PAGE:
We've spoken to our Head of Innovation, Rob Curtis in our latest blog. He's travelled far and wide over the past year, investigating the world’s best event technology and attended leading international business conferences including C2 Montréal. Below he sums up the trends he feels will have most impact to event planners during 2019.
Top 5 event tech trends, by Rob Curtis, Head of Innovation
The vast choice of event technology available to planners is quite frankly overwhelming, the latest report from brand experience agency, Cramer, is evidence to this. The results of its' 2019 Event Technology Landscape study, highlighted the plethora of emerging and expanding technologies now available to event professionals.
Above: Cramer's Event Technology Landscape for 2019. Credit: Cramer
Cramer’s report shows an 82% year-on-year growth, with several new categories being added including chatbots, attendee tracking and attendee collaboration systems, we’ll look at some of these in our top 5 tech trends below.
1. Attendee tracking
Attendee tracking is increasingly being used at meetings and conferences and thanks to advances in technology it’s now incredibly easy-to-use. Event owners are no longer just verifying who was at their event, but now they’re able to track what they did, how and where they did it. Wearable technology, which communicates with Bluetooth hubs strategically placed across the venue, passively gathers location data that can offer real-time insight, which is invaluable for event planners and conference organisers.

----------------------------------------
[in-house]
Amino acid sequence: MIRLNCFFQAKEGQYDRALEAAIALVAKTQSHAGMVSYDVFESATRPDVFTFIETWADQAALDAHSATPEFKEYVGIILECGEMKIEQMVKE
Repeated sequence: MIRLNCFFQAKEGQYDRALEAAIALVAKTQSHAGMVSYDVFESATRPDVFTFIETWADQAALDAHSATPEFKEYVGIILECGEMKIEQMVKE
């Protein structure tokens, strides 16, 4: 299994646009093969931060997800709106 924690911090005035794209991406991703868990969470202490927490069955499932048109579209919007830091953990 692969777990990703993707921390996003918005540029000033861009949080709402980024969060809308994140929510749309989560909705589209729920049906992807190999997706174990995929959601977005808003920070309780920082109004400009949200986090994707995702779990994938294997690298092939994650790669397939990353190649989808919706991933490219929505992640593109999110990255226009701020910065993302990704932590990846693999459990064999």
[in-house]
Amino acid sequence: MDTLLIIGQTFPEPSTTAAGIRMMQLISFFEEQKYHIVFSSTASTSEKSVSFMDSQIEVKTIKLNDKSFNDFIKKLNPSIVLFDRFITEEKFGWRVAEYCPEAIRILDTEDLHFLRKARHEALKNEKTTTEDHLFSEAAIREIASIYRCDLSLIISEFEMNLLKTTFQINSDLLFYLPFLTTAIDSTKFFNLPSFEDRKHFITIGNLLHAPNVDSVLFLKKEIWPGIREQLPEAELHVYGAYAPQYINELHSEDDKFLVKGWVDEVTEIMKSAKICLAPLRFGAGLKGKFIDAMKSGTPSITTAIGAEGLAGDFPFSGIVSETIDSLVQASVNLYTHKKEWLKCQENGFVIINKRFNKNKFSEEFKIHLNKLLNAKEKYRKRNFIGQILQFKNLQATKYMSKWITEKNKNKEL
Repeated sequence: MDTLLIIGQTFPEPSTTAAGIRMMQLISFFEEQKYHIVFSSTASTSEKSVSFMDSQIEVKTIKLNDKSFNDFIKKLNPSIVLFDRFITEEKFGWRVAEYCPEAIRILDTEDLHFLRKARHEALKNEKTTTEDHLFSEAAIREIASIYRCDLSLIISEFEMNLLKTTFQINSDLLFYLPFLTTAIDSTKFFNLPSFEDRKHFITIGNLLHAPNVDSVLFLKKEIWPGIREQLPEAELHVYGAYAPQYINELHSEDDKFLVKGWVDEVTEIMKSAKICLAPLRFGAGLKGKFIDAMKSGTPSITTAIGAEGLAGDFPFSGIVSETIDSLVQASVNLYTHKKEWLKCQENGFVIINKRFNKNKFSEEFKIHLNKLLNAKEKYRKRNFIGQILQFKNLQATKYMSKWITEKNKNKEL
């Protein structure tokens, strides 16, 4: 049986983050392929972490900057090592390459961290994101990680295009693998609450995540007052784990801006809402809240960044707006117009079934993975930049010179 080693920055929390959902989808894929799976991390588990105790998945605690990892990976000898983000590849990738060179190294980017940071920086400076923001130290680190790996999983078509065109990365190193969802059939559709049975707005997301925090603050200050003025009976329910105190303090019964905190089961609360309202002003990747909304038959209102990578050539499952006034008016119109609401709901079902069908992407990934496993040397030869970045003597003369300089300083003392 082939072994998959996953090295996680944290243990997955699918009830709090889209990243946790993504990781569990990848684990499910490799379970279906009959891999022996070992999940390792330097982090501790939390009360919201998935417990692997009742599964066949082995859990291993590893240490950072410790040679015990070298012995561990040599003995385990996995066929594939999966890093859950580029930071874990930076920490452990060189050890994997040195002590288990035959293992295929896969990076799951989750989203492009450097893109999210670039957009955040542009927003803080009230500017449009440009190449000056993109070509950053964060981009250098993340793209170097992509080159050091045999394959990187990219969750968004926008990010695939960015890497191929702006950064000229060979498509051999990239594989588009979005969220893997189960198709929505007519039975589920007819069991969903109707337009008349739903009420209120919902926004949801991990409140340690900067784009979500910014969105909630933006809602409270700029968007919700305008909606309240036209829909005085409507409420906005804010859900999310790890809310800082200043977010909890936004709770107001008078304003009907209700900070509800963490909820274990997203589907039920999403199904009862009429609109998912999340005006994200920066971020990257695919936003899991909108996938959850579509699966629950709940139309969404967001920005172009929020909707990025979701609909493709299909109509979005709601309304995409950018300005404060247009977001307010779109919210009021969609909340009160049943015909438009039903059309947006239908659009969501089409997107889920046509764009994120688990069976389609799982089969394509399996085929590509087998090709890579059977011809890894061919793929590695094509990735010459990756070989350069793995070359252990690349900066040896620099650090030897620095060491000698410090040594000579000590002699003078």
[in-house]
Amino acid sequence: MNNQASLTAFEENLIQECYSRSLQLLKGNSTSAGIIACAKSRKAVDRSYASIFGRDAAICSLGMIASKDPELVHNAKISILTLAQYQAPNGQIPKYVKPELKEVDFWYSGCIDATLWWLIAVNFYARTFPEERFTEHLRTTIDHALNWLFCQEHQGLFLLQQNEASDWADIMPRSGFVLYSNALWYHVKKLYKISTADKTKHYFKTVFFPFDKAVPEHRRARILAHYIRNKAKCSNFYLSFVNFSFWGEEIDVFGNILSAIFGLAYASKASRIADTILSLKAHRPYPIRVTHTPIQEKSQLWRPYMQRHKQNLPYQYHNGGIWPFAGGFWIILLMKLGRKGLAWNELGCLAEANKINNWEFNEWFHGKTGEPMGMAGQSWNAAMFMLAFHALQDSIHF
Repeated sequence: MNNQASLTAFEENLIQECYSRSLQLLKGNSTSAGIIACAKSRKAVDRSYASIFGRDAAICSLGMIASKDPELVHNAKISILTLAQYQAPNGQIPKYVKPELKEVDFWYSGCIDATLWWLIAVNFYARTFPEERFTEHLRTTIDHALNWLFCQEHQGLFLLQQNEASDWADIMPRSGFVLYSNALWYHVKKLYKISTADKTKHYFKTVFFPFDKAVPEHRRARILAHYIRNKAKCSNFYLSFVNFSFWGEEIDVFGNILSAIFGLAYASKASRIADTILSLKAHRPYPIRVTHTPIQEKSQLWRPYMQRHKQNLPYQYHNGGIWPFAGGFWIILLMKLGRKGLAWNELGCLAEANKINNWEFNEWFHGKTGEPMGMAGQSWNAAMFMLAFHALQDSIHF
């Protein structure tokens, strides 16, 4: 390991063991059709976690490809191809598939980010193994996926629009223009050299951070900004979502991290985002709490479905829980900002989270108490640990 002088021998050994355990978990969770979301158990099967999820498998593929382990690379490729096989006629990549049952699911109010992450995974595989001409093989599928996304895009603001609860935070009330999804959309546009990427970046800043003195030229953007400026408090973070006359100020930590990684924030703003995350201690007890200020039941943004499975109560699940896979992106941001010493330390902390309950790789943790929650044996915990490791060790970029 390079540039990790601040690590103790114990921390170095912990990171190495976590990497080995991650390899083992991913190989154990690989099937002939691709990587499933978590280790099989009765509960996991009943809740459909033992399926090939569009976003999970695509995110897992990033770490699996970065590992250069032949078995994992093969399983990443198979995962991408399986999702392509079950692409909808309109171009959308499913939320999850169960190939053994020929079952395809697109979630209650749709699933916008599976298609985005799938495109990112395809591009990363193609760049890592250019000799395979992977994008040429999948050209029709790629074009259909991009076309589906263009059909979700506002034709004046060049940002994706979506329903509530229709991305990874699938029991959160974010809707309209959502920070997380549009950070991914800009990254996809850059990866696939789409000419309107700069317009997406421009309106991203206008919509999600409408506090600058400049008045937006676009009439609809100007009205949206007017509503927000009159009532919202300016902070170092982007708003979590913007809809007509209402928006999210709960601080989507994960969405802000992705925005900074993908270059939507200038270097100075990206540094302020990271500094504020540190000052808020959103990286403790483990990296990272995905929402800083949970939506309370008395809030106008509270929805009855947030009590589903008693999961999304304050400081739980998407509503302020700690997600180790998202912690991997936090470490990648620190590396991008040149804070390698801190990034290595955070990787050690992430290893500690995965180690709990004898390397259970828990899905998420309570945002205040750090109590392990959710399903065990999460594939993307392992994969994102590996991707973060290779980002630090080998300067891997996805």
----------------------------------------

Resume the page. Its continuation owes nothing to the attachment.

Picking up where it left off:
Integrated technology is now available that can track the attendee’s journey, from the point of registration through to post-event evaluation and even from CRM to CRM. Technology helps build a very detailed picture of the attendee’s interests, likelihood to return or buy and engagement levels. We have reached a point where the data collected is akin to Google Analytics, but for offline events.
The more we know about the attendee, the more we can personalise the experience for them, during the event and after, and continue the cycle of engagement. We can take these deeper insights and feed it back into our marketing strategies, design a far better event, improve the effectiveness of sponsorships and do a much better job of exceeding everyone’s expectations.
Organisers can benefit in other ways, including the ability to make real-time decisions and keep an eye on attendee flow, highlight and ease congested areas and improve traffic flow in event zones, monitor event registration and attendee/exhibitor interaction, report on exhibitor booth dwell time and much more.
2. Event intelligence
The wealth of data provided by attendee tracking, along with good integrations with other platforms like registration, means we are able to measure the impact of your event and improve insights for the future by unlocking the value of attendee data.
We’re seeing a shift in marketing budgets towards events, with face-to-face marketing fast becoming the most effective channel to deliver brand engagement. Organisers can use the valuable data we can collect, not only to personalise the event to the attendee, but to feedback into CRM systems, improve sponsorship packages for exhibitors and prove the return on investment to event owners and exhibitors.